Chapter 5: Recommendations

Official title: Evaluation of the Labour Market Development Agreements

A total of 9 recommendations emerge from the evaluation findings. They are as follows:

  • The study on the timing of Employment Assistance Services participation showed that receiving assistance early after starting an EI claim can lead to better labour market impacts. However, key informants repeatedly reported a lack of awareness about the program.
    • Recommendation 1: Consideration should be given to providing provinces/territories with timely access to data on new EI recipients for supporting targeting and increasing awareness.
    • Recommendation 2: Since ESDC has access to Records of Employment and EI data, it should explore what active role it could play in raising program awareness among new EI recipients.
  • Key informants reported that lack of essential skills, learning disabilities and literacy issues are common barriers to accessing and completing training.
    • Recommendation 3: Consideration should be given to remove barriers to accessing and completing training such as literacy/essential skills training and learning disability assessments. The measures would help individuals with multiple barriers to prepare for vocational training and to reintegrate the labour market. The measures should be reported separately from other Skills Development interventions given their unique objectives.
  • Incremental impact results show that Targeted Wage Subsidies is improving the earnings and employment of participants. However, its use has been falling over the years. According to key informants, the decline is related to employers not using the program due to the administrative processes, lack of awareness about the program and difficulty in finding suitable candidates.
    • Recommendation 4: P/Ts should explore ways of removing barriers to employer participation in Targeted Wage Subsidies.
  • Key informants confirmed the necessity of having labour market information to support the delivery of Employment Assistance Services. They, however, pointed to the difficulty of accessing or producing labour market information at the regional/local level.
    • Recommendation 5: Consideration should be given to enhance the capacity of service providers to access or produce, when needed, relevant labour market information.
  • The evaluation was not able to produce a conclusive assessment of Self-Employment effectiveness and efficiency since the data used to assess impacts on earnings may not be the best source of information available to reflect the financial wellbeing of the participants. As well, little is known about the design and delivery of this program. Overall, it is not clear whether participant’s success in improving their labour market attachment through self-employment is more closely associated with their business idea and their entrepreneurship skills than the assistance provided under Self-Employment.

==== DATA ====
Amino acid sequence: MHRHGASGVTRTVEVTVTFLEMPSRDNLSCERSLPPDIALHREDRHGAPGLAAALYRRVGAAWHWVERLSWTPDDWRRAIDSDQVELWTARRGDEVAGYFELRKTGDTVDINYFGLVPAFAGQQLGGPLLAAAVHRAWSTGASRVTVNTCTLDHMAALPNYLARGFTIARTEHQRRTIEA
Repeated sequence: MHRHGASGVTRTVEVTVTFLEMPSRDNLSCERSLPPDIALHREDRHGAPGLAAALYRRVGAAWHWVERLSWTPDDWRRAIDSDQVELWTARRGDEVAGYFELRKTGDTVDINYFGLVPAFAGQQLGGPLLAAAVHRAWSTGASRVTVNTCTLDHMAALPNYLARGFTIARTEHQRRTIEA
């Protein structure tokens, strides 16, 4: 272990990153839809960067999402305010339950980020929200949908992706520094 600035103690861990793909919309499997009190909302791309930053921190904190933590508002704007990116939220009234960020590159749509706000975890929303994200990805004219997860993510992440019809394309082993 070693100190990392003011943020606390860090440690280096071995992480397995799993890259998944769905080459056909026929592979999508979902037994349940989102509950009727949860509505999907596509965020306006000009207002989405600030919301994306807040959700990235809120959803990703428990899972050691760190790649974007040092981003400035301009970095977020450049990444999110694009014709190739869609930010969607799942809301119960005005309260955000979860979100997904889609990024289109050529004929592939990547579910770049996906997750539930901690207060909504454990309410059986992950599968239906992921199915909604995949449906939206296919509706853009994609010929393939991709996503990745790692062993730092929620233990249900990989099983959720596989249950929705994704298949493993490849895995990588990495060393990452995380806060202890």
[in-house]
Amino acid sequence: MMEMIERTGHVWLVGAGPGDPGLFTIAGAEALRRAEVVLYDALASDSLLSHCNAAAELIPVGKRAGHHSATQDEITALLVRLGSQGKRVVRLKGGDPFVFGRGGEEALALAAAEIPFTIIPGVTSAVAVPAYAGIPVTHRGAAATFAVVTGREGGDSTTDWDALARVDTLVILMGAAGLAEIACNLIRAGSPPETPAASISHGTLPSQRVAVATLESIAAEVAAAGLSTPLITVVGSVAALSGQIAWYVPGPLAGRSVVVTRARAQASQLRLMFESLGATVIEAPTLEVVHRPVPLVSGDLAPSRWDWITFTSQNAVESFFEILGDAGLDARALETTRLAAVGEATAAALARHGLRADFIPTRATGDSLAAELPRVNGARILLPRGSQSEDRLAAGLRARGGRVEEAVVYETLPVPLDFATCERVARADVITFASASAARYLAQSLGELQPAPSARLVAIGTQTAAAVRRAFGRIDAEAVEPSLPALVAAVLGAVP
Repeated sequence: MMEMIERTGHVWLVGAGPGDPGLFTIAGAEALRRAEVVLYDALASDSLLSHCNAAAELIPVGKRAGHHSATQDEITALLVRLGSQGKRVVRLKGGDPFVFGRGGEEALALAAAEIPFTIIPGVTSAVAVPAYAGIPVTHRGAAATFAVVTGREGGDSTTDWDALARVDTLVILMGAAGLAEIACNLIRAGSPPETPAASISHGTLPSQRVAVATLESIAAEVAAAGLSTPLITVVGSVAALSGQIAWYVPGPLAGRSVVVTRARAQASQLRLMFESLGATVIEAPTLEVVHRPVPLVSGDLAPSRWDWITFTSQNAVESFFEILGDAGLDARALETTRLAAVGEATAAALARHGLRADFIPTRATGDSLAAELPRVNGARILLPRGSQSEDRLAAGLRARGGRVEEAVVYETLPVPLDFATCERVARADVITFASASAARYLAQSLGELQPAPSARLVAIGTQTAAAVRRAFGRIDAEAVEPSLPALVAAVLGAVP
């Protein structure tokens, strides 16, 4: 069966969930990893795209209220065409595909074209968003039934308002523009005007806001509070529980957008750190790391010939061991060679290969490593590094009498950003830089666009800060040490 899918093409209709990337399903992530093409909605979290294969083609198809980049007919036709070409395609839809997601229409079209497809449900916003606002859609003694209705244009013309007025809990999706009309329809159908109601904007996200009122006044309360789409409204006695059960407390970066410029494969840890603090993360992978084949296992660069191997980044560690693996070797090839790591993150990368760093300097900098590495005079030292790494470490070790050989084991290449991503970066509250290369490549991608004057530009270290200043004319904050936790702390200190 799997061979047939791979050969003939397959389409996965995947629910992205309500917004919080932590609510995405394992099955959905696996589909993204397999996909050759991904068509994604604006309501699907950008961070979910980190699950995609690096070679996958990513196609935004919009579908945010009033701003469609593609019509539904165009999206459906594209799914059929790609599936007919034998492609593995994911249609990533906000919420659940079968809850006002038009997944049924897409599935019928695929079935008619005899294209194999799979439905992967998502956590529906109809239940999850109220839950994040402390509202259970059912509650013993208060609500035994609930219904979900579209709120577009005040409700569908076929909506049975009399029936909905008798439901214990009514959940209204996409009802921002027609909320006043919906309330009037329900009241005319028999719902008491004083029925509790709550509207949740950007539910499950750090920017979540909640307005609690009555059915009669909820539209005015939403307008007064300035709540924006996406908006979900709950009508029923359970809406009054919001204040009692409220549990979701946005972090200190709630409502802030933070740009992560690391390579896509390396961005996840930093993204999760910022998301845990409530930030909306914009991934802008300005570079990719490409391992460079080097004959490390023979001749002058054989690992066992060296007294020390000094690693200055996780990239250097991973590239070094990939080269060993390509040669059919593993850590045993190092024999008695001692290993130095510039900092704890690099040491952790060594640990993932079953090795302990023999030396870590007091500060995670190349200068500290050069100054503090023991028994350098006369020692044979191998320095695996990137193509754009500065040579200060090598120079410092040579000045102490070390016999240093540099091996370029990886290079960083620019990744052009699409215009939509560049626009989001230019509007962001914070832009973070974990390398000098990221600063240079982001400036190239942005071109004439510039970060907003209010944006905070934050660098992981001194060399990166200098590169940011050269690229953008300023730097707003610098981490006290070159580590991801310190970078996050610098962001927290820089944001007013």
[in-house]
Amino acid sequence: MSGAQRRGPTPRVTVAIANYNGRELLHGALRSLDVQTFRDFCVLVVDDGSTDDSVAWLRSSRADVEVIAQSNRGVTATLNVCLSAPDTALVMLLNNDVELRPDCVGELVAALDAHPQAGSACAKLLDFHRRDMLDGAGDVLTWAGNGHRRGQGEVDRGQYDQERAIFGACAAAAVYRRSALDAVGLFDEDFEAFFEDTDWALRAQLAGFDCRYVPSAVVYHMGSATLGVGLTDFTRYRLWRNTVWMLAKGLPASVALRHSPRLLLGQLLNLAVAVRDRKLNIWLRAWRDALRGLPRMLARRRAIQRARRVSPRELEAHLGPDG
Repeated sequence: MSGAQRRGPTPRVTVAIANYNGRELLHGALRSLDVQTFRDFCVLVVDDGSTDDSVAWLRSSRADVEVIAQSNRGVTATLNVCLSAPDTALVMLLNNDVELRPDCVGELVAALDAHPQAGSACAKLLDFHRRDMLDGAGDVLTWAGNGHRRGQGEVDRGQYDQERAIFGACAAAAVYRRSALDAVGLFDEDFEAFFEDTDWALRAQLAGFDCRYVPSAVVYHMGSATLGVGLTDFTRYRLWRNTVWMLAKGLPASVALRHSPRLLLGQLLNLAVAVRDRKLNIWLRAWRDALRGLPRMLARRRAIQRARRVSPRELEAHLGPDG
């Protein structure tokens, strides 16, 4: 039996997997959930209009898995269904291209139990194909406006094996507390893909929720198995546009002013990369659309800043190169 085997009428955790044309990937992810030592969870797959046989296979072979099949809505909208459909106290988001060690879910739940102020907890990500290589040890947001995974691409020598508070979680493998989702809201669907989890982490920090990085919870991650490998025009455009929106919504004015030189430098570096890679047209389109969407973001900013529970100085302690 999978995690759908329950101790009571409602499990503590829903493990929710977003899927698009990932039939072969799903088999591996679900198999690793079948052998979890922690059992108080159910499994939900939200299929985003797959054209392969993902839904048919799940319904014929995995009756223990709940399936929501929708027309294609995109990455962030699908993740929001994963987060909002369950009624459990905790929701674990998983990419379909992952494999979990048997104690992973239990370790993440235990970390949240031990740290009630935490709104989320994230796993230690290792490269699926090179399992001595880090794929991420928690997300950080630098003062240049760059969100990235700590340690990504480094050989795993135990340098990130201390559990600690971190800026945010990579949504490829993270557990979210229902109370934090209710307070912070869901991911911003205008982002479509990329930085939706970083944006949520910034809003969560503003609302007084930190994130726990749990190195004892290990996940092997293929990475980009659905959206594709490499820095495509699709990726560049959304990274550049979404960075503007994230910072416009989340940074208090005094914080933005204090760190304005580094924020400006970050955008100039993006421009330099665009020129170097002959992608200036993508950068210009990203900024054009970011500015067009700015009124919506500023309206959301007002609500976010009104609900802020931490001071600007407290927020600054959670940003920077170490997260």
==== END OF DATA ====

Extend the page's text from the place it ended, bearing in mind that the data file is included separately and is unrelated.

• Recommendation 6: Consideration should be given to examine in more detail the design and delivery of Self-Employment and whether the performance indicators for this program are appropriate.
  • Job Creation Partnerships was found to be particularly effective at improving earnings and incidence of employment of active claimants. However, the evaluation has not yet examined the design and delivery of this program. Therefore, a lot remains unknown about how this program operates and the factors that contribute to its effectiveness.
    • Recommendation 7: Consideration should be given to examine the design and delivery of Job Creation Partnerships in order to better understand how this program operates.
  • Overall, the LMDA evaluation was able to produce a sound assessment of EBSM effectiveness and efficiency because the team had access to rich data on EI claimants, EBSM participation data and Canada Revenue Agency taxation files. However, some data gaps limited the evaluation’s ability to assess how EBSMs operate.
    • Recommendation 8: Improvements in the data collection is recommended to address key program and policy questions of interest to the federal and provincial/territorial governments. Specifically:
      • Mandatory reporting of the highest level of education as part of the EI claim application.
      • Collect data on whether participants are members of designated groups including Indigenous peoples, persons with disabilities and recent immigrants.
      • Collect data on the type of training funded under Skills Development and the type of assistance provided under Employment Assistance Services. ESDC should work with P/Ts to define common categories for both EBSMs.
      • Collect detailed data on the cost of interventions.
      • ESDC should consider securing access to provincial/territorial social assistance records in order to enrich the administrative data with patterns of social assistance use for participants and non-participants.
  • The data assessment process revealed some gaps regarding data quality and integrity. These documented gaps can be addressed by defining clear roles and responsibilities.
    • Recommendation 9: Considerations should be given to assign responsibility for a specific unit within ESDC to manage data integrity, including validating data uploads and documenting changes over time.
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